Visual support plays a vital role in supporting children with autism, providing them with effective tools to enhance their communication, understanding, and daily routines. These visual supports can significantly benefit autistic children by reducing anxiety, increasing independence, and fostering a greater sense of structure and predictability. In this article, we will explore five types of visual support specifically tailored for kids with autism. Here are a few ways to take those strategies home:
Table of Contents
1. Visual Supports for Redirection
A lot of people use a type of visual support called redirection to help children with autism in a classroom setting. There are different types of redirection support and not every type works for every child. Sometimes you might have to try a few different types to see which one your child responds best to.
One type of redirection support that works well is called a gesture system. Sometimes children with autism might start to act out and regular instructions might not help. In a classroom, giving verbal instructions could draw attention to the child or distract other kids. Instead, the teacher can use a specific gesture to show the child what they should be doing. There could also be a list of gestures posted somewhere in the room that the child can refer to.
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2. Contingency Maps (Cause and Effect Maps)
Children with autism may have difficulty understanding cause and effect. Using contingency maps with bright pictures can help them comprehend future consequences.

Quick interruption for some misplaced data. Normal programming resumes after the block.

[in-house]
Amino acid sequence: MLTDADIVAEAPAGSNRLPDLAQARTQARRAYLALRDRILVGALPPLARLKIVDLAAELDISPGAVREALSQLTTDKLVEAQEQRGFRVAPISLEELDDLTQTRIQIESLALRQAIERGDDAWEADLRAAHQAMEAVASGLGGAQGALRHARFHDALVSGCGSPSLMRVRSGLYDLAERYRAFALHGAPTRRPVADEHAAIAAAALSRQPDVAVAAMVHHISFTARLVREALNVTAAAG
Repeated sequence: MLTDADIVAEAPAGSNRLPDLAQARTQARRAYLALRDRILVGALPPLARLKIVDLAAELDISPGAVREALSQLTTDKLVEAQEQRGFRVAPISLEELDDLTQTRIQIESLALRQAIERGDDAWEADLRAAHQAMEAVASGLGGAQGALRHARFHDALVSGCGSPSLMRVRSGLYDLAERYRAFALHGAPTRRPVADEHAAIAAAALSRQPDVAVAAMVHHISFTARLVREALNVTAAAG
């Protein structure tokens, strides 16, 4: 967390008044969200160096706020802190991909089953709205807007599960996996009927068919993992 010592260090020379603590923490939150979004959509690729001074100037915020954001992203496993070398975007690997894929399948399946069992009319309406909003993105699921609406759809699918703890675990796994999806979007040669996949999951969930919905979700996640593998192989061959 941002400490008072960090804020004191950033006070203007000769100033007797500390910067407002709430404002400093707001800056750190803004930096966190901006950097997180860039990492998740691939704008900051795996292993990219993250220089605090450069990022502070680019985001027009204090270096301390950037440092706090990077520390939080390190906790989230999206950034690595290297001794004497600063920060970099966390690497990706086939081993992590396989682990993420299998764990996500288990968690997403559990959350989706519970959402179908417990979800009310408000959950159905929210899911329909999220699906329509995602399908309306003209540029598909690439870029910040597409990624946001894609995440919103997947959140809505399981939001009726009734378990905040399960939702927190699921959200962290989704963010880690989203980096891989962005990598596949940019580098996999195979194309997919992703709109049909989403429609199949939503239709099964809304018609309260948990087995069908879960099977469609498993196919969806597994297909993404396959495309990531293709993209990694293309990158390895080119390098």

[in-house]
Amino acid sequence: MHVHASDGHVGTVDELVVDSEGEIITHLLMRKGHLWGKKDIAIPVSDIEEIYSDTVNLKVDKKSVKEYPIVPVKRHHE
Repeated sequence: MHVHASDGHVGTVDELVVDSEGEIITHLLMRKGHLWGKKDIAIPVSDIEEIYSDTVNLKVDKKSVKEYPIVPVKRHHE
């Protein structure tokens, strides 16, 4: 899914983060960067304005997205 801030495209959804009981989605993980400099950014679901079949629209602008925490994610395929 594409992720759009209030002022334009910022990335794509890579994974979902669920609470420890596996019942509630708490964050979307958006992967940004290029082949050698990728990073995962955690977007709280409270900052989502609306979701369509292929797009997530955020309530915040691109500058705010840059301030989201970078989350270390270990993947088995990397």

- Create a positive path with pictures of the child doing homework, putting it away, and getting rewarded with playtime.
- Alternatively, create a negative path with pictures of distractions, unfinished homework, and missing out on playtime.
- Contingency maps provide a visual reminder for children who struggle with reasoning and understanding consequences.
3. Visible Rules and Expectations
It’s crucial to establish household rules and expectations for your child, but they may not remember them. That’s normal and you can’t punish your child for forgetting. Work together with your child to make visual reminders of what you want them to do. You can make large posters to put around the house that you can point to when your child is starting to misbehave.
Let your child decorate the poster. If they’re old enough, have them help you write down the rules and expectations. Writing things down may help your child remember them better! If you add a new rule or expectation, make sure that you add it to the poster.
4. Weekly Schedules and Calendars
Making schedules for children with autism is crucial. Neurodivergent children need to know what to expect (even weeks ahead) or they may experience a meltdown. Making weekly schedules and full monthly calendars will help your child stay on track and help them set their own expectations for the weeks and months to come.
Read more: Weekly Schedule Template Goally allows you to make a schedule or calendar digitally. Your child will get audio reminders when something needs to be done or something is about to happen. In combination with Goally's tools, you can also help your child create their own calendar or schedule. Make it into an art project. Again, when your child can do a hands-on activity, they may have an easier time remembering. Give your child some level of autonomy over what their schedules are going to look like. Make sure that you include all of the necessities, but consider letting them come up with fun activities during the week or month that you can add to the calendar. This gives the child something to look forward to and may help them stay motivated.